Treetops rusty with sun. Worm-eating warbler—or is it a chipping sparrow? That dry rattle. A pair of mating craneflies goes unsteadily past.
Gloomy skies brighten. An enormous, seemingly dead cranefly dangling from a spiderweb flutters to life. I pull it free and it sails off.
A warm morning, and all I hear are the birds of winter: chickadee, nuthatch, pileated woodpecker. A dead cranefly dangles from a spiderweb.
A cranefly drifts through the yard so slowly, I wonder if it’s asleep. A lilac limb wobbles with warblers—don’t ask me what kind.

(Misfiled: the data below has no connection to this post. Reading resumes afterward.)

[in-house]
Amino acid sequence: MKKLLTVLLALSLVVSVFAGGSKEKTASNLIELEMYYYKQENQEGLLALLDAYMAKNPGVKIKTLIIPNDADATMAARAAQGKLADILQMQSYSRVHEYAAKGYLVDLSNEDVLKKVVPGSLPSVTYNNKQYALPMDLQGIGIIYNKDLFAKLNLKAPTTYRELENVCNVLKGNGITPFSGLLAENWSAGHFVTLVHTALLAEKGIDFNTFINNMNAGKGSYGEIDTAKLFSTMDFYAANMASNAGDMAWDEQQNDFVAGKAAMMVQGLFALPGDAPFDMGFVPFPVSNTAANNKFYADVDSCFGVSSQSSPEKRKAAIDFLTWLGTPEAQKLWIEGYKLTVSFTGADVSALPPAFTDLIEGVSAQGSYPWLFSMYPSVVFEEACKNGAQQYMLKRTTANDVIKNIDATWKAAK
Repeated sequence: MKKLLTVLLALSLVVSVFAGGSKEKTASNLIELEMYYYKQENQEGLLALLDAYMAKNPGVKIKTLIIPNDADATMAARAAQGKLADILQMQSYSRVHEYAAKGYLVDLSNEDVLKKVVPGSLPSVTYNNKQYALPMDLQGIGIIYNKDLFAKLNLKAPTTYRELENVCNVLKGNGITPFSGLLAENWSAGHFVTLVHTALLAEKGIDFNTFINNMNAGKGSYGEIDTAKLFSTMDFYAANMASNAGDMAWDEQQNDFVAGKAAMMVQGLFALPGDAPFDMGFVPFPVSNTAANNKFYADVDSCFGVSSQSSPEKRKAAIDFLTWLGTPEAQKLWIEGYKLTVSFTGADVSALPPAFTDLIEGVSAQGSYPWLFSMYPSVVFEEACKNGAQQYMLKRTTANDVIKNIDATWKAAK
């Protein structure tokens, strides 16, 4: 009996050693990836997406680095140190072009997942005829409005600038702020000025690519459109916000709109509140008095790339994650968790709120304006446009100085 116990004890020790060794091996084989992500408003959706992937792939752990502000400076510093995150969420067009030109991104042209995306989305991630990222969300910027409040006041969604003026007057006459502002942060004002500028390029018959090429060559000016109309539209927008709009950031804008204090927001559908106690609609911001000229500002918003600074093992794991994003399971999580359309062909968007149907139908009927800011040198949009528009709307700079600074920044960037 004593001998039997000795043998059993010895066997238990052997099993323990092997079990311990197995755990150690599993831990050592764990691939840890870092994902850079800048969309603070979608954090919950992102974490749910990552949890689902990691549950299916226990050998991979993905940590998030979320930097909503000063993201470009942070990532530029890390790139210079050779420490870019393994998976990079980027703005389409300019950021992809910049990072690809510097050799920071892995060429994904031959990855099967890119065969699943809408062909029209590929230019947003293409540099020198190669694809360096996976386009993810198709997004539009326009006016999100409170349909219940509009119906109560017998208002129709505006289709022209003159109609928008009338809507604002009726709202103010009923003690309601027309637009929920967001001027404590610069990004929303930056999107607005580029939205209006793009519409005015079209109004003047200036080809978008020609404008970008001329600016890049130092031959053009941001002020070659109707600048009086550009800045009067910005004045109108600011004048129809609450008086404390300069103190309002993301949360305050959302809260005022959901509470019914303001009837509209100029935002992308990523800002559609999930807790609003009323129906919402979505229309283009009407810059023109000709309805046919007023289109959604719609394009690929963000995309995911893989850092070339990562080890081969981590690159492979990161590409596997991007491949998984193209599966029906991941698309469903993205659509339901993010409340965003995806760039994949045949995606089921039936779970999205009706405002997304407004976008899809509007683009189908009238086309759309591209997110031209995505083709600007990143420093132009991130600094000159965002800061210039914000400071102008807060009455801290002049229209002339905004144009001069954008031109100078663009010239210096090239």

A pale cranefly illuminated by the early-morning sun looks almost angelic, until it lands and begins groping its way with its antennae.
A rose-breasted grosbeak flutters up from the creek singing clear, cool notes. A cranefly drifts through a sunbeam, carrying its legs.
Hazy but cool. A cranefly bumbles over the cherry tree on its too-long legs, its too-small wings, like a marionette with invisible strings.
54°F. A cranefly clings to my elbow, landing gear spread wide as its clear wings flutter in the breeze, flags for the kingdom of water.